Third Back To School Jam bigger than ever

Rupert Bell Park played host to the third annual Kyndall Project Back to School Jam.

Third Back To School Jam bigger than ever
August 16
09:55 2018

The Kyndall Project’s third annual Back to School Jam was bigger than ever.  With a goal to give away 1,000 backpacks, organizers not only reached their goal, they exceed it.  Rupert Bell Park played host to the event last Saturday afternoon, Aug. 11.

Kyndall Williams and her mother April Reich started the Kyndall Project as an effort to enhance what the young Williams had been doing her entire life, which was helping others.  For the past three years the nonprofit has increased its total number of backpacks and school supplies.  This year, the project gave away 1,069 backpacks with school supplies to the community.

To assist with the efforts this year, Williams initiated an executive board comprised of other young women interested in helping others.  Reich stated the young women did a great job of taking some of the load off of Williams as well as reaching more people to help.

“Each bookbag included supplies, hygiene products and healthy snacks,” said Reich.  “The executive board took a lot of slack off of me by reaching out to people they know, raising funds and helping to pass out fliers.

“The girls did an excellent job and they are learning what to do next year as far as the changes they want to make and the people they want to reach out to,” Reich continued.

In total, the Back To School Jam had almost a dozen vendors, such as Legal Aid, Kidz Cab, Two Sisters and a Lemon, Novant Health and after-school programs, among others to serve the community.

Reich says she wanted to bring the vendors to the people because many individuals in the neighborhood may not have access to them otherwise.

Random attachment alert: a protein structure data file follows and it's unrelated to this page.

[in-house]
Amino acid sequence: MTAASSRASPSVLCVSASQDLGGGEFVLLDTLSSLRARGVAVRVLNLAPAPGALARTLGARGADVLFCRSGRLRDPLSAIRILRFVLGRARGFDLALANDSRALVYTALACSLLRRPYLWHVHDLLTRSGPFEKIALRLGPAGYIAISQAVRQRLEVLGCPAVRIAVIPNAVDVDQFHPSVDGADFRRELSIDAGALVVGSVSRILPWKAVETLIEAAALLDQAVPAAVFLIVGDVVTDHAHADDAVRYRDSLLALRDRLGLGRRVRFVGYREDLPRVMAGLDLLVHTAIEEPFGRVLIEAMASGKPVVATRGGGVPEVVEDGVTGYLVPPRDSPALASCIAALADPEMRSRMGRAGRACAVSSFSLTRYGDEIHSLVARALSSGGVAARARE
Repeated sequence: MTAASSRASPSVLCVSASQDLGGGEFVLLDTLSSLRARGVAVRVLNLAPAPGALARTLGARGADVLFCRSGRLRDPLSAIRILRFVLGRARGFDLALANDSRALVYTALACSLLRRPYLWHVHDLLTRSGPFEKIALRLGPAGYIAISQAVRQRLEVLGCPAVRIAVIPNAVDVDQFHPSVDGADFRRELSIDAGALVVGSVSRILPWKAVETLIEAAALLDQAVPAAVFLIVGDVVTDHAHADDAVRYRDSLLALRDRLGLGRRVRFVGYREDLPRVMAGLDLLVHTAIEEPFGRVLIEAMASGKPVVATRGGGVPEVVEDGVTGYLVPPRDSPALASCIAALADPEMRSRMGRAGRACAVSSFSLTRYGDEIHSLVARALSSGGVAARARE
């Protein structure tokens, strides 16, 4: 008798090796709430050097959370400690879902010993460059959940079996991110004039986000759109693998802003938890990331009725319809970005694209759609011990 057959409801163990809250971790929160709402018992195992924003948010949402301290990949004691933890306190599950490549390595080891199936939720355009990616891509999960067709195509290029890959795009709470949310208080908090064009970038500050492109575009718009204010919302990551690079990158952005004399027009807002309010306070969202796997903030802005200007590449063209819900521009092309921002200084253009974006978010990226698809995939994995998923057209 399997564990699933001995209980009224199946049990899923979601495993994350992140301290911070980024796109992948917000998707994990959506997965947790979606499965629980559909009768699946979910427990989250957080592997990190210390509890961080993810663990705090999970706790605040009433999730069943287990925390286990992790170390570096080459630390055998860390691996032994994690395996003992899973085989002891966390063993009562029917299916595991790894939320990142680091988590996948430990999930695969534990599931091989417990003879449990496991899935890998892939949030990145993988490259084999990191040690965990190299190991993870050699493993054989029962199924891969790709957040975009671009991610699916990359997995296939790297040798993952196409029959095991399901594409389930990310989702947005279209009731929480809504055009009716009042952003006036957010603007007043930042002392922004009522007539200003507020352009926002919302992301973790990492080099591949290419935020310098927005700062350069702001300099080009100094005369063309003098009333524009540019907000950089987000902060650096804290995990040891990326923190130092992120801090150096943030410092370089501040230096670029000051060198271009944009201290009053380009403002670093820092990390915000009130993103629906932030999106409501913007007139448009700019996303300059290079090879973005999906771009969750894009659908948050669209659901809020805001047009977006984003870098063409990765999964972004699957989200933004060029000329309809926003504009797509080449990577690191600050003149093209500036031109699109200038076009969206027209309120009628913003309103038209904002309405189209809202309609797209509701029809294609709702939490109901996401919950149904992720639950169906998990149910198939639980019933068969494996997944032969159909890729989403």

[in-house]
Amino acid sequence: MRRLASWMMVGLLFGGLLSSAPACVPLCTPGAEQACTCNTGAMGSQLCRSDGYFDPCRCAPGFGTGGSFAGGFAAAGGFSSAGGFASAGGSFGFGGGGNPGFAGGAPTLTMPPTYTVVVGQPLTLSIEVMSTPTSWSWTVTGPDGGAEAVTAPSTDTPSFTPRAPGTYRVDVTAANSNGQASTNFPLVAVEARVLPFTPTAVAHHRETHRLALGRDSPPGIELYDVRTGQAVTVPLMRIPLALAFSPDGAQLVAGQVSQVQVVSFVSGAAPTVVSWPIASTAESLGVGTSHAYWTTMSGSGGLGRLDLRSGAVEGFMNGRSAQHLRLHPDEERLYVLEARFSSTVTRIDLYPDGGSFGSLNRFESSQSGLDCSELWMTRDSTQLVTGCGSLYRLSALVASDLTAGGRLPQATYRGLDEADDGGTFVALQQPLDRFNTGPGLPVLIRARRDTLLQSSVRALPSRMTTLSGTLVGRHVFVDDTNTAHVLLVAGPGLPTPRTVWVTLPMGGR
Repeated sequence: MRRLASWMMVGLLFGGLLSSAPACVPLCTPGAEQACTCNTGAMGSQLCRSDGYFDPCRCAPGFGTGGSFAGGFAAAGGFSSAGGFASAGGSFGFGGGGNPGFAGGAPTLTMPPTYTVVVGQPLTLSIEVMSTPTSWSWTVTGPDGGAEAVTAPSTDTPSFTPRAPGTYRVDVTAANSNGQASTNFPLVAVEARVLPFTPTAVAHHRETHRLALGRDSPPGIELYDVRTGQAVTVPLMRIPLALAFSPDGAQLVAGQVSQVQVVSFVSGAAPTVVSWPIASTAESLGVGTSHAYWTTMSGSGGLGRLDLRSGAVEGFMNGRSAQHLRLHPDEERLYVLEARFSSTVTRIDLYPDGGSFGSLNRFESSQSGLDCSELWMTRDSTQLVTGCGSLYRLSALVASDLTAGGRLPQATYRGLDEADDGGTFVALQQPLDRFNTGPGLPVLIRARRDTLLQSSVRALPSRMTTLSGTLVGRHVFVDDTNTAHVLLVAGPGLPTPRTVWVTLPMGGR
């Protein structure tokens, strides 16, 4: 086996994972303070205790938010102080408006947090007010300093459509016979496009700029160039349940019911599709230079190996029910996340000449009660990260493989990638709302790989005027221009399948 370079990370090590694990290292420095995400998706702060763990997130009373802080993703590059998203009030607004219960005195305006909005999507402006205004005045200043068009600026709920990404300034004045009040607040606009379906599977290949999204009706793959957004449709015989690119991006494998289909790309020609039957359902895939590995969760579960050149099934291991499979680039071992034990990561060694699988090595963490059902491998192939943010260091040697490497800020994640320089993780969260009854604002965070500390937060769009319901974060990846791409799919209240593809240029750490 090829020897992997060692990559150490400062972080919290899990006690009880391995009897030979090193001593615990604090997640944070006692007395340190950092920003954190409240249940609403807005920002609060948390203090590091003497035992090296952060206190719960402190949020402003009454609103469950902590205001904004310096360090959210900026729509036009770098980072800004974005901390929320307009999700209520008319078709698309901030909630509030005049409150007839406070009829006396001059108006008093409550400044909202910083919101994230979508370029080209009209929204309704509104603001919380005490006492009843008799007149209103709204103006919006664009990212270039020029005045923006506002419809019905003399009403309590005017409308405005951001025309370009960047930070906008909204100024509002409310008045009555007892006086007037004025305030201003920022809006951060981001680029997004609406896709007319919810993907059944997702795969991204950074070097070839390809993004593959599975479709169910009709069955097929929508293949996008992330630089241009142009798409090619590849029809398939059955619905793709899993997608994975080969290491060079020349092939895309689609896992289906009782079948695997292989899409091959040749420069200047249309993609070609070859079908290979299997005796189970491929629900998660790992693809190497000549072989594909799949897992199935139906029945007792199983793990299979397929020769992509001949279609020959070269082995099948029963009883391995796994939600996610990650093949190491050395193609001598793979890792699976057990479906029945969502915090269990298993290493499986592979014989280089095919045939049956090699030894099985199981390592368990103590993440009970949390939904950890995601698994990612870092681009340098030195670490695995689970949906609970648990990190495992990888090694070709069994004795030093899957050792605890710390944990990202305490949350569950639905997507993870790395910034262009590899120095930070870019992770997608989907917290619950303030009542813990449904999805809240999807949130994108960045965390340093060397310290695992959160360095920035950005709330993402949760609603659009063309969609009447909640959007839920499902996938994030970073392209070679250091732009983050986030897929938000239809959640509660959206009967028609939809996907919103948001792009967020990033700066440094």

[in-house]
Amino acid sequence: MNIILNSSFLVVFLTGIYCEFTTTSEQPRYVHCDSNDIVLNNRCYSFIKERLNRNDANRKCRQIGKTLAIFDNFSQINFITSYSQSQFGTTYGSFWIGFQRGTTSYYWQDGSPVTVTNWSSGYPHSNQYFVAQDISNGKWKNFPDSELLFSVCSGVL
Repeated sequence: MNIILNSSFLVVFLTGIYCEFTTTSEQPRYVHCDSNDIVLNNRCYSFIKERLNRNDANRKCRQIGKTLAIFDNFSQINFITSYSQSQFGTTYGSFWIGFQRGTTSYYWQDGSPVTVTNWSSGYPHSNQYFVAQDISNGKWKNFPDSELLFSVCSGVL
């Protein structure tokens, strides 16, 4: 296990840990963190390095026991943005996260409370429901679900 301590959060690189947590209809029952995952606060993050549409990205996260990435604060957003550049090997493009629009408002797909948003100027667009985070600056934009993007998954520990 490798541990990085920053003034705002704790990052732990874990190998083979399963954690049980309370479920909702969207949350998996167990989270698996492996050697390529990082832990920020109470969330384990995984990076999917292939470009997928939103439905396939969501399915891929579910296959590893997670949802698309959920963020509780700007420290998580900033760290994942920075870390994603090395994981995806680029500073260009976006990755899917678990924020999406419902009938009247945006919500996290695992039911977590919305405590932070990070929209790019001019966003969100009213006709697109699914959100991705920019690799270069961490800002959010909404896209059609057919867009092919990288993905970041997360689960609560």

Along with the vendors, the Back To School Jam included several performing artists as well to liven up the crowd.  Miss Sania, Krisalo Da Rapper Tho, Ms. Favo, Tszani P, AJ the DJ and Joel kept the energy up all afternoon long.

With the short number of years the nonprofit has been around, Reich is not surprised by the high number of backpacks they were able to accumulate.  She says their goal is to help others, which makes others want to contribute to their efforts even more.

“It makes our hearts feel good because it was still people donating to the cause the day of the event,” said Reich.  “This is a year-round thing, and we have to let people know that kids need supplies throughout the year.  I get phone calls throughout the year from people who need things and I tell them to just give me your location and I meet them there.

“We like to move in silence and let our work speak for ourselves and we have to keep God first with everything we do,” Reich continued.

Moving forward, the Kyndall Project plans to initiate a mentor program to help young girls deal with issues such as bullying or etiquette.  Reich says they do not have a target number for next year, but they do not plan on doing anything lower that what has already been reached.  She says she would like to increase the supplies given in each bookbag to help the kids even further.

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Timothy Ramsey

Timothy Ramsey

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